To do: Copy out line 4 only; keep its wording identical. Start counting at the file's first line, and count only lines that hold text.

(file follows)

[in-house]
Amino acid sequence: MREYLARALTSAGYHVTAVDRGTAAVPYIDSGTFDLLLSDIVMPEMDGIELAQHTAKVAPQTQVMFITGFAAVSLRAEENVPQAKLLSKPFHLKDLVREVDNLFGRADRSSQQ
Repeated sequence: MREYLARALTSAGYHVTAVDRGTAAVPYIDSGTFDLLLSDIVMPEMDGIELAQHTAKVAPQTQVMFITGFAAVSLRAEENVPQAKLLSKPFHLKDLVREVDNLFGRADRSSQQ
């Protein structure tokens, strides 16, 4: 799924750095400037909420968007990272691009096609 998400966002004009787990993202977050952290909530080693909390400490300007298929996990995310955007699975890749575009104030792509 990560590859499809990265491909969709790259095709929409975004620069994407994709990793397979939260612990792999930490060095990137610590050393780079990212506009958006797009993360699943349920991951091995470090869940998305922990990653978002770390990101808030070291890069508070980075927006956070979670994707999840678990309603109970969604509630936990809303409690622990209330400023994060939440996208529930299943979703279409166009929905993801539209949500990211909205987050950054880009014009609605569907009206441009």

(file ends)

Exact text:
């Protein structure tokens, strides 16, 4: 799924750095400037909420968007990272691009096609 998400966002004009787990993202977050952290909530080693909390400490300007298929996990995310955007699975890749575009104030792509 990560590859499809990265491909969709790259095709929409975004620069994407994709990793397979939260612990792999930490060095990137610590050393780079990212506009958006797009993360699943349920991951091995470090869940998305922990990653978002770390990101808030070291890069508070980075927006956070979670994707999840678990309603109970969604509630936990809303409690622990209330400023994060939440996208529930299943979703279409166009929905993801539209949500990211909205987050950054880009014009609605569907009206441009």